SELECT
supplier.supplier_name,
product_item.item_name,
product_category.category_name
FROM product_category
INNER JOIN product_item ON product_category.id = product_item.category_id
RIGHT OUTER JOIN supplier ON product_item.supplier_id = supplier.id;

We use RIGHT OUTER JOIN instead of an INNER JOIN. This means we will see all records for the supplier table (the table on the right side of the JOIN keyword), and if there are no matches on the left side, there will be a NULL value.

Here are our results.

supplier_name item_name category_name
Ikea Queen Bed Furniture
Ikea Desk Chair Furniture
Ikea Couch Electronics
Fantastic Furniture (null) (null)
Apple MacBook Electronics
Best Buy Speakers Electronics

We can see the Fantastic Furniture record in the results, and it has a null value for the item_name and category_name columns.

We could also write this query using a LEFT JOIN, if we rearranged the tables in the FROM clause to make the supplier table come before the product_item table:

SELECT
supplier.supplier_name,
product_item.item_name,
product_category.category_name
FROM supplier
LEFT OUTER JOIN product_item ON supplier.id = product_item.supplier_id
INNER JOIN product_category ON product_item.category_id = product_category.id;

If we run this query, we’ll get these results:

supplier_name item_name category_name
Ikea Queen Bed Furniture
Ikea Desk Chair Furniture
Ikea Couch Electronics
Apple MacBook Electronics
Best Buy Speakers Electronics

However, the Fantastic Furniture row is missing. This is because an INNER JOIN is included later in the query, which will only match on rows between the tables.

So, if you want the same results, you could either:

  • change both joins to a LEFT OUTER JOIN; or
  • keep the RIGHT OUTER JOIN

 

How to Join Four Tables in SQL

To join four tables in SQL, you can add another table to the end of the JOIN clause after your previous join criteria. You can join a fourth table to any of the tables already in the query.

Here’s an example. Let’s say we had a status_lookup table that stored whether a product was active or inactive or something else.

Our query would look like this:

SELECT
product_item.item_name,
product_category.category_name
supplier.supplier_name,
status_lookup.status_value
FROM product_category
INNER JOIN product_item ON product_category.id = product_item.category_id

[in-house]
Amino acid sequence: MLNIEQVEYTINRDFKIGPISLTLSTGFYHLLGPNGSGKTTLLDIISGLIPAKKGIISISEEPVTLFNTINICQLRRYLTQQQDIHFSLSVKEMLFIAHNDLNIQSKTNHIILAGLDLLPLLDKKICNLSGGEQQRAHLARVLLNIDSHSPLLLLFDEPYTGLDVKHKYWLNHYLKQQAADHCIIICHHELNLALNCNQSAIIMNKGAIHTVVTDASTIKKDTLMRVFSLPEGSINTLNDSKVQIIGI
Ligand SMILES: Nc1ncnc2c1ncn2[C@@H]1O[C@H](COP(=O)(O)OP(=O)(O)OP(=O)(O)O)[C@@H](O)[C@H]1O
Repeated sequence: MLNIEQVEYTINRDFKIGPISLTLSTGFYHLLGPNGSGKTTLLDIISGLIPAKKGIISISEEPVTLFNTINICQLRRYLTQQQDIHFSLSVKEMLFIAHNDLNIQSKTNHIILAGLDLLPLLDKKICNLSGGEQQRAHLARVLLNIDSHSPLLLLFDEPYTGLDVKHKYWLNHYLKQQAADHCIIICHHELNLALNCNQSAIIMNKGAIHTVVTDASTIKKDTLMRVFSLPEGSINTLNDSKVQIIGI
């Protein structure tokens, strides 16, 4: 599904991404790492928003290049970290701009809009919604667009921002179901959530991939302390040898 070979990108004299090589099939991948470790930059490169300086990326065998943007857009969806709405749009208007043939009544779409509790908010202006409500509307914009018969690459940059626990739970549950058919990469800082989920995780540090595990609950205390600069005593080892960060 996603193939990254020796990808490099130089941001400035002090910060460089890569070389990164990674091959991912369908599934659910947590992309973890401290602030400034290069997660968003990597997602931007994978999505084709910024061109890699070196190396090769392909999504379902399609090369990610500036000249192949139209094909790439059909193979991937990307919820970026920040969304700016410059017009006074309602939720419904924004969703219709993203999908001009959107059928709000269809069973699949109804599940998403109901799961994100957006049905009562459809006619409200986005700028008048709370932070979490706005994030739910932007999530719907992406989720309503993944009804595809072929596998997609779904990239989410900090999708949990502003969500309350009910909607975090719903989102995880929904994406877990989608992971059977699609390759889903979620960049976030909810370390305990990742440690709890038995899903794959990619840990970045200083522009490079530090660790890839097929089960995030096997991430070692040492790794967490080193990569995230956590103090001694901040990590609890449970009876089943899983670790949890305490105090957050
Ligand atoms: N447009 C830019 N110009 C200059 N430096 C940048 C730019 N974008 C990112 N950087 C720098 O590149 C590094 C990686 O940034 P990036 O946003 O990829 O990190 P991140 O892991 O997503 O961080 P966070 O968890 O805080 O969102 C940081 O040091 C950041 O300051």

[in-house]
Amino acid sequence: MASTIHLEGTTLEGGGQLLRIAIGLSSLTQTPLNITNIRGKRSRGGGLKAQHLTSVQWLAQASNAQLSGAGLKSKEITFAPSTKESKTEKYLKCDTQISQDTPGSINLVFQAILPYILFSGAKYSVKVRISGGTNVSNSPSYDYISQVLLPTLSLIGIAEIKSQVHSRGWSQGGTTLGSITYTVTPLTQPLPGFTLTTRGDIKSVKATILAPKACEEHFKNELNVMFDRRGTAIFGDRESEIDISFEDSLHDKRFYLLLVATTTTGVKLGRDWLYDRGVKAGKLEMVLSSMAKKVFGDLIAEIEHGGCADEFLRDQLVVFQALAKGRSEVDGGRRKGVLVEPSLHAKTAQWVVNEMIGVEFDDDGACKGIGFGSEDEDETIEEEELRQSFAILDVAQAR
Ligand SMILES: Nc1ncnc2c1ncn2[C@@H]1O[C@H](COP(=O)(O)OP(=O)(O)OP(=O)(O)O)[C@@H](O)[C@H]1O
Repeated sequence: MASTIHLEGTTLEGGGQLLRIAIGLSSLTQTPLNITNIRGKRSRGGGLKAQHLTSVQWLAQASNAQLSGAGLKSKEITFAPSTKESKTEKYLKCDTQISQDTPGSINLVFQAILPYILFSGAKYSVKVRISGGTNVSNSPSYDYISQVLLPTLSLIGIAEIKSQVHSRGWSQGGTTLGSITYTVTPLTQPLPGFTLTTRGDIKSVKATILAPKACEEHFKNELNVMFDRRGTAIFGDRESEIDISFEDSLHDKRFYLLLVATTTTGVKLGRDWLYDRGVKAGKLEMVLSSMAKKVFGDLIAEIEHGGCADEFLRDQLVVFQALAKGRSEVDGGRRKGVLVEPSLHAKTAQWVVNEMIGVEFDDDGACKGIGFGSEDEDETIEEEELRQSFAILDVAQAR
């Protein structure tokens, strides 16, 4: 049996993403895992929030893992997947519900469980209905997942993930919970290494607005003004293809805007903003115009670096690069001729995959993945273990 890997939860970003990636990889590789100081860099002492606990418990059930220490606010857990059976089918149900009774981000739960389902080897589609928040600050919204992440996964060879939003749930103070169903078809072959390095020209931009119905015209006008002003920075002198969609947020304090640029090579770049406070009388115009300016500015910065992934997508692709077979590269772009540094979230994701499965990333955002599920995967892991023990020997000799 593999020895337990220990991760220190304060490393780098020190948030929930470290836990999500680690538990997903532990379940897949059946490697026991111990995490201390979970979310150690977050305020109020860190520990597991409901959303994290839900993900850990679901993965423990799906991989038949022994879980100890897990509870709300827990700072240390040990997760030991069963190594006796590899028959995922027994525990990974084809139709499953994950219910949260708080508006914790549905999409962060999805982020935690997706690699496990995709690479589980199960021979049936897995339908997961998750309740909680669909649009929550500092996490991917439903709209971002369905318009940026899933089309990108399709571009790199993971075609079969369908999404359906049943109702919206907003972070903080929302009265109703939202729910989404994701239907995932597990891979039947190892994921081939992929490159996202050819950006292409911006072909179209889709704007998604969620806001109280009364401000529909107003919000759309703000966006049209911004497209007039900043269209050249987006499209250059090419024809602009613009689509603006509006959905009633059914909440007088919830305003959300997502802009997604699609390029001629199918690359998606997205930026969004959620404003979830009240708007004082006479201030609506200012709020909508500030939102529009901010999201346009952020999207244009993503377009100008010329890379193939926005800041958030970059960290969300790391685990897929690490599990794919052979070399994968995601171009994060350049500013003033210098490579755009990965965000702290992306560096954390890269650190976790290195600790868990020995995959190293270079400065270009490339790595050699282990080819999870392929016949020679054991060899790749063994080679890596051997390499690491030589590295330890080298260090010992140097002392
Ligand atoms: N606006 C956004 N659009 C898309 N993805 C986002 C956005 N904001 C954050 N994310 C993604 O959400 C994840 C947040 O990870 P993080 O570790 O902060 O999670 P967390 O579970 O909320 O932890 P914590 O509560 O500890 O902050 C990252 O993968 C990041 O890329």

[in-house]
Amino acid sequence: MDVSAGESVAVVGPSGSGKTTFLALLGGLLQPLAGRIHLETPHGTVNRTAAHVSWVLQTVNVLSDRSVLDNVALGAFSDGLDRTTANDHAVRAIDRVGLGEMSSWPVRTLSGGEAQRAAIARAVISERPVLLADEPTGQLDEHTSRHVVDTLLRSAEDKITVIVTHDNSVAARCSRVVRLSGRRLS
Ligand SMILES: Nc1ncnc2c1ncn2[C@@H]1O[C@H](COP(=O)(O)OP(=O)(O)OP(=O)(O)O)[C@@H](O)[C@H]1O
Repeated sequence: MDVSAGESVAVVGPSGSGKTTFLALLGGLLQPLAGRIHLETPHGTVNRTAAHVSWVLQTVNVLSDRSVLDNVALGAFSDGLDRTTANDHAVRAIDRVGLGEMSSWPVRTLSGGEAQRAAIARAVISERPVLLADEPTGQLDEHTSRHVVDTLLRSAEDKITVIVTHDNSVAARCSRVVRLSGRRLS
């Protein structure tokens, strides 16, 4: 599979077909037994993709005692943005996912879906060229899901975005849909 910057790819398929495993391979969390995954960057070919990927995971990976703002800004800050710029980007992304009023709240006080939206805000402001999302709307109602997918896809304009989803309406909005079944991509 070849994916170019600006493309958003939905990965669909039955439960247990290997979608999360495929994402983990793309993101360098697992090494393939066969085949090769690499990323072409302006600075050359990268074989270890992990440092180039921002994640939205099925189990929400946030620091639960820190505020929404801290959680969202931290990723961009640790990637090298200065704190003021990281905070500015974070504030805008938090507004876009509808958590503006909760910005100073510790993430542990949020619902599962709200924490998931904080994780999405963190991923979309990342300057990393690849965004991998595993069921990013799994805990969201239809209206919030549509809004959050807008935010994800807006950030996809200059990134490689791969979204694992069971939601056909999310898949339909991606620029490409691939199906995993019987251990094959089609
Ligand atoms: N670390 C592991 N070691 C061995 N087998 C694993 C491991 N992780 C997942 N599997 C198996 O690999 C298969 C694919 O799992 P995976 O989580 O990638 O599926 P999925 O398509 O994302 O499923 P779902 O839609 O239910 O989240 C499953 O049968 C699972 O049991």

INNER JOIN supplier ON product_item.supplier_id = supplier.id
INNER JOIN status_lookup ON product_item.status_id = status_lookup.id;

We simply add in the last INNER JOIN keyword, and specify the new table and columns we want to join on.

We can then add any columns from this table into our SELECT clause.

You can use the same techniques in this guide to join to as many tables as you need.

 

Conclusion

Multiple inner joins in SQL are a common requirement for queries and are possible in SQL. You can add a join keyword to your query, specify the table and then the columns to join on.

You can join many tables into a single query to get all of the data you need.

If you want an easy-to-use PDF guide for the main features in different database vendors, get my SQL Cheat Sheets here:

1 thought on “How to Use Multiple Inner Joins in SQL”

  1. This is a good tutorial. I wish I had found this a few years ago! When I was learning “joins” a few years ago, they drove me crazy. In part because I was using old-style Oracle joins. There’s a couple of items that I had to learn based on our data structures that could lead to a rabbit hole, but I had to learn them through trial & error. These 2 stand out:

    1) Joining to the same field >1 time – We have the same data element in 2 fields in TableA, but they can be different from each other, and they both have to join to TableB on the same field.

    2) Adding qualifiers to the join, as: inner join TableA on (TableB.field1 = TableA.field1 and TableA.Field1 = ‘Some_Value’)